Parents pray for exam rule change

PUBLISHED : Monday, 05 March, 2012, 12:00am
UPDATED : Monday, 05 March, 2012, 12:00am


Liu Yuliang, a mechanical engineer originally from Shandong province, said he saw a glimmer of hope in the government's timetable for an overhaul of the national university entrance examinations, also known as the gaokao.

'I've seen light at the end of the tunnel, but still don't know how long the tunnel is,' said Liu, who moved to Beijing 10 years ago and lives there with his family, though they are not registered as Beijing residents.

Because they do not have Beijing residency, Liu is anxiously awaiting the policy announcement to see if his 14-year-old daughter will be allowed to sit the exams in Beijing rather than be forced to return to their hometown in Shandong later this year to finish high school so she can take the all-important exam there.

The Minister of Education, Yuan Guiren, told journalists at the opening of this year's Chinese People's Political Consultative Conference (CPPCC) at the weekend that his ministry was making a final push for a national policy that would allow students to sit exams where they live, even if they were not registered as permanent residents there.

However, Yuan said that both the students and their parents would still have to meet certain requirements, including living and working in a place for a specific time, especially in major cities.

'We need more co-ordination in some cities that would have greater difficulties in introducing such a policy,' Yuan said. 'But it won't take another 10 months.'

Under the current university entrance exam policy - which is enforced via the controversial hukou household registration system - students can sit exams only where they were originally registered by their parents, even if that registration occurred in a city where they haven't lived in years.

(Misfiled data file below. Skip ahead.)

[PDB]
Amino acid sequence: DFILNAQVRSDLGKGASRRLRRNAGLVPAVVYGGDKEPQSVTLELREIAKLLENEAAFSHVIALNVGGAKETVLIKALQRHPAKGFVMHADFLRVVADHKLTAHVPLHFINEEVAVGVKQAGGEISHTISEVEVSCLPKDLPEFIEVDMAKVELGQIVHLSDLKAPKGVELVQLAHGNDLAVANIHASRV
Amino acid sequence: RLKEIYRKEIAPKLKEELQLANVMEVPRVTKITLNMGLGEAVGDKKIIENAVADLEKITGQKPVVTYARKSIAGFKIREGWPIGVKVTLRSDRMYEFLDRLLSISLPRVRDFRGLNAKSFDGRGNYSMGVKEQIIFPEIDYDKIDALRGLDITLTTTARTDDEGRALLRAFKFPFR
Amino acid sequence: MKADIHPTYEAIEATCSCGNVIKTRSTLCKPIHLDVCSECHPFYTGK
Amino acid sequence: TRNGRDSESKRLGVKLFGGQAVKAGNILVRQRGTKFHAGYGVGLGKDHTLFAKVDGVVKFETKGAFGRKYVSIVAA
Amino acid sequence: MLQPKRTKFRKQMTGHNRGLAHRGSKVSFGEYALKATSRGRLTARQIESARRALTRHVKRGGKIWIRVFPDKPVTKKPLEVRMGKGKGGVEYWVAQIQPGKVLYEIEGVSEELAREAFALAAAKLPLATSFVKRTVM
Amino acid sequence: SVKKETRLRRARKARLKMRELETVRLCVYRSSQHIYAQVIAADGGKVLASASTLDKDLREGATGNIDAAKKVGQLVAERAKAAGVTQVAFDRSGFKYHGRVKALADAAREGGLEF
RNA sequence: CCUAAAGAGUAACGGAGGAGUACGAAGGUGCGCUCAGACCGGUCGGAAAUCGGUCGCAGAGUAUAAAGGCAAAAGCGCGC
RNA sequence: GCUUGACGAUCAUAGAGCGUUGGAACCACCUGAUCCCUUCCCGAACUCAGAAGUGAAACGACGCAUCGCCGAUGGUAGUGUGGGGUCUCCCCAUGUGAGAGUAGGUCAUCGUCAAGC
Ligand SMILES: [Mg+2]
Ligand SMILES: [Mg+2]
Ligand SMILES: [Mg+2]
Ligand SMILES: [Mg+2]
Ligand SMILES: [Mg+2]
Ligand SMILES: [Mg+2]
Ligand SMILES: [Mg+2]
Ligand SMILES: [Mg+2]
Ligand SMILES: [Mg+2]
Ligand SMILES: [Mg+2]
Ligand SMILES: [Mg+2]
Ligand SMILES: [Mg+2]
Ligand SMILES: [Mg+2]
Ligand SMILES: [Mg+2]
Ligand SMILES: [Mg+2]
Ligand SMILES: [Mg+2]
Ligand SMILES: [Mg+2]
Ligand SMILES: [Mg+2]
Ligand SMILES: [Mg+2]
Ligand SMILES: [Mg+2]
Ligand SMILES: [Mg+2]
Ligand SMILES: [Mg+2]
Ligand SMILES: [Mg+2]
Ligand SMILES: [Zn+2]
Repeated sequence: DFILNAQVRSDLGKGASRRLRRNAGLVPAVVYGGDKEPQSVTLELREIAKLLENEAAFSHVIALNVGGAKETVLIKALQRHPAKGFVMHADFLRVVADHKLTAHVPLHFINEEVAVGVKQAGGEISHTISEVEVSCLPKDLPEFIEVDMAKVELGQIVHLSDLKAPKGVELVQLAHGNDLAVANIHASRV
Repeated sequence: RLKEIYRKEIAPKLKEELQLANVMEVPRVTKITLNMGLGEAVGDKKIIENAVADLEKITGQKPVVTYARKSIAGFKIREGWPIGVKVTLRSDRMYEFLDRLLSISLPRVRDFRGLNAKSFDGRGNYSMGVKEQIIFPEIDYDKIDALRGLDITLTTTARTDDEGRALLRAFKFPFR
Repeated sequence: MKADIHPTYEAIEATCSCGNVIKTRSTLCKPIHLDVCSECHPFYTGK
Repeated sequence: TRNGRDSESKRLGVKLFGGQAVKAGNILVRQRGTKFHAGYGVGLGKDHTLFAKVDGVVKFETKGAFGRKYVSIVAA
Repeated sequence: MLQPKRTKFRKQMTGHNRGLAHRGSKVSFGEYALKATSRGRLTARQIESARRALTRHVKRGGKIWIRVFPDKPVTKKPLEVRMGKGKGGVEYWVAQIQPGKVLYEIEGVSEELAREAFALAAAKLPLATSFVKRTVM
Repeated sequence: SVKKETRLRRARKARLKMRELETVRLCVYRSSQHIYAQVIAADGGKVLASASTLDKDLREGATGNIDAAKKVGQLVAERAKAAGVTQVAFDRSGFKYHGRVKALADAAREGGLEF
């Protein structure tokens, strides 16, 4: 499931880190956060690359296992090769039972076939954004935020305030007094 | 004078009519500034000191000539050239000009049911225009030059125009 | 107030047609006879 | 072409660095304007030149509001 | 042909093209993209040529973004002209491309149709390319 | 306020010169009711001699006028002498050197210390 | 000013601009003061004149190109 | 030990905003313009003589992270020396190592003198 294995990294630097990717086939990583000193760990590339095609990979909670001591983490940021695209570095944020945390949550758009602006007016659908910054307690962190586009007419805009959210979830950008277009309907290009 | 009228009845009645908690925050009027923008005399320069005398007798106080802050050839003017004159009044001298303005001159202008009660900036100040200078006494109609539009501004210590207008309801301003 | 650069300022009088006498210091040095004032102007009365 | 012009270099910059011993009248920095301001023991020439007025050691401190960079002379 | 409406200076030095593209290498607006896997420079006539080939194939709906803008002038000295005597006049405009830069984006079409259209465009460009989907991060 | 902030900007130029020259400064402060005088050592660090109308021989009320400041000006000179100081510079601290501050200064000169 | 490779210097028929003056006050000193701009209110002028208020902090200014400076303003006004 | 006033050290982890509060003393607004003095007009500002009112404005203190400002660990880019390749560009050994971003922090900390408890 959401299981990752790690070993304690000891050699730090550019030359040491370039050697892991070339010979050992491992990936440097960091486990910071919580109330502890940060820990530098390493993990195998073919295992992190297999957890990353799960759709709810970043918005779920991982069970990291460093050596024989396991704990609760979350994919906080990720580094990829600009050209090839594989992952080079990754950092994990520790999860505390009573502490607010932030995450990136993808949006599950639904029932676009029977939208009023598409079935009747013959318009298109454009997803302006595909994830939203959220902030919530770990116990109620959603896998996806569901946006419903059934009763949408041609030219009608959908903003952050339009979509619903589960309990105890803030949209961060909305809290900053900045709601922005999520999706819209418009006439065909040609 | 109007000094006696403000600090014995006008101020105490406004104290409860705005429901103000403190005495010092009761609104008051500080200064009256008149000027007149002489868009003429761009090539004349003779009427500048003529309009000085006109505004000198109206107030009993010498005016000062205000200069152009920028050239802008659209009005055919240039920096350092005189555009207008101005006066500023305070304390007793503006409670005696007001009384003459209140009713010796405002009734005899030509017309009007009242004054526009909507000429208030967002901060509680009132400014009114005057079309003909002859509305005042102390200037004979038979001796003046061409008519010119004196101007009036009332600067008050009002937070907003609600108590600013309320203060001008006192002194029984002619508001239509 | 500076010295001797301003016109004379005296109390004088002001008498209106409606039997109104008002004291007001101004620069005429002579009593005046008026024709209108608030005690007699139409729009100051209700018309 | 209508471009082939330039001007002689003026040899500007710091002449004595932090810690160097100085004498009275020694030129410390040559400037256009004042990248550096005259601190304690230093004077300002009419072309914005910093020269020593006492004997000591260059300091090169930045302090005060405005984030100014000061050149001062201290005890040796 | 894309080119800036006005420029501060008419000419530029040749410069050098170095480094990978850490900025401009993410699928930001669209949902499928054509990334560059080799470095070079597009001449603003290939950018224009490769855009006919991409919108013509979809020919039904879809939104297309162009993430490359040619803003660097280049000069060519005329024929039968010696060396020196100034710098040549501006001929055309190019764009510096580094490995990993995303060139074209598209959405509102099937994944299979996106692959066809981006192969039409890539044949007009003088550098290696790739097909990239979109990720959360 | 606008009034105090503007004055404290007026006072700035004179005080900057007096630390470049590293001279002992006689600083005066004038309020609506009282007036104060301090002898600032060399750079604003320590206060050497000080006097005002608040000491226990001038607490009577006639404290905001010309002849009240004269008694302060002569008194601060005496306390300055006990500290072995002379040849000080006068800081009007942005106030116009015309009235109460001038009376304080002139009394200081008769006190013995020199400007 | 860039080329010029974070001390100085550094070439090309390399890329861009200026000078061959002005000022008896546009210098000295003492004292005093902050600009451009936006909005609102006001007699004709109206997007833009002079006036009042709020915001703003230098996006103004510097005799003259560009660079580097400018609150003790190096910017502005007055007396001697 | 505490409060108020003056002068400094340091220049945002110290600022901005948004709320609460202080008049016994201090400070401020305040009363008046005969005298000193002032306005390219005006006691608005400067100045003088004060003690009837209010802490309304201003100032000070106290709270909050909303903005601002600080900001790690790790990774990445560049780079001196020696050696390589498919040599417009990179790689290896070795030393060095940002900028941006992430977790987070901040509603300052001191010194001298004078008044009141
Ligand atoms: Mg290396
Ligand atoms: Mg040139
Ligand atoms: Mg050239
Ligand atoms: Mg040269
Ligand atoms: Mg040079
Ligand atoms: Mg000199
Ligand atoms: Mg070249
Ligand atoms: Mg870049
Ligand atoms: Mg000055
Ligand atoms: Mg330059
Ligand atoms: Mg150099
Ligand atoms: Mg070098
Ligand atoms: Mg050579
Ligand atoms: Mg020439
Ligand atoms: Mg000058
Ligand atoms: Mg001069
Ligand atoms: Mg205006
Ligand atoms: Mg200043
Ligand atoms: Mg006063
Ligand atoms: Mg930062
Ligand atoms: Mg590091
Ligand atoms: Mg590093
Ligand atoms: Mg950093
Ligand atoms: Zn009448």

As a result, many students have to return to wherever they were registered to live, normally their parents' hometown, in order to take the university entrance exam.

Crackdowns on exam-driven migrations, which see students flooding into areas where competition for a spot at university is not as fierce, such as in Beijing, means the students often end up separated from their parents for up to two years.

More than 200 million migrant factory and construction workers from rural areas currently live in cities.

In an open letter signed by 90,000 parents and submitted on Thursday to the National People's Congress and the CPPCC, the parents called for an abolition of university entrance exam restrictions, to address the plight of hundreds of thousands of migrant families who have been forced to separate.

Yang Dongping, a professor of education at the Beijing Institute of Technology, said major metropolitan areas such as Beijing and Shanghai may face greater difficulties in relaxing university entrance exam systems because of their larger migrant populations.

But Yang also urged other regions to follow an exam by Shandong, which allows students to sit exams in the province as long as they finish senior high school there, regardless of where they are registered to live.

'If second-tier provinces or cities can follow the suit, that would take much of the pressure off Beijing and other big cities in relaxing their gaokao policies,' Yang said.

However, Jiao Huailing, a 46-year-old accountant from Jining in Shandong, said that policymakers instead should look at the root cause of such restrictions, particularly that major cities are given larger quotas in college recruitment, such as at elite schools, making competition less fierce in those areas.

Jiao, who sent her daughter back to a Shandong boarding school early last year to sit the university entrance exam, said that authorities should have tackled such inequalities earlier, as the country has come a long way since its reform and opening up began more than three decades ago.

'It's a fundamental right for a family to be able to live together anywhere, but in this country we simply can't do that, because of the gaokao,' she said.


The number of people, mostly aged 18, who sat the three-day national college entrance exams, or gaokao, on the mainland in 2011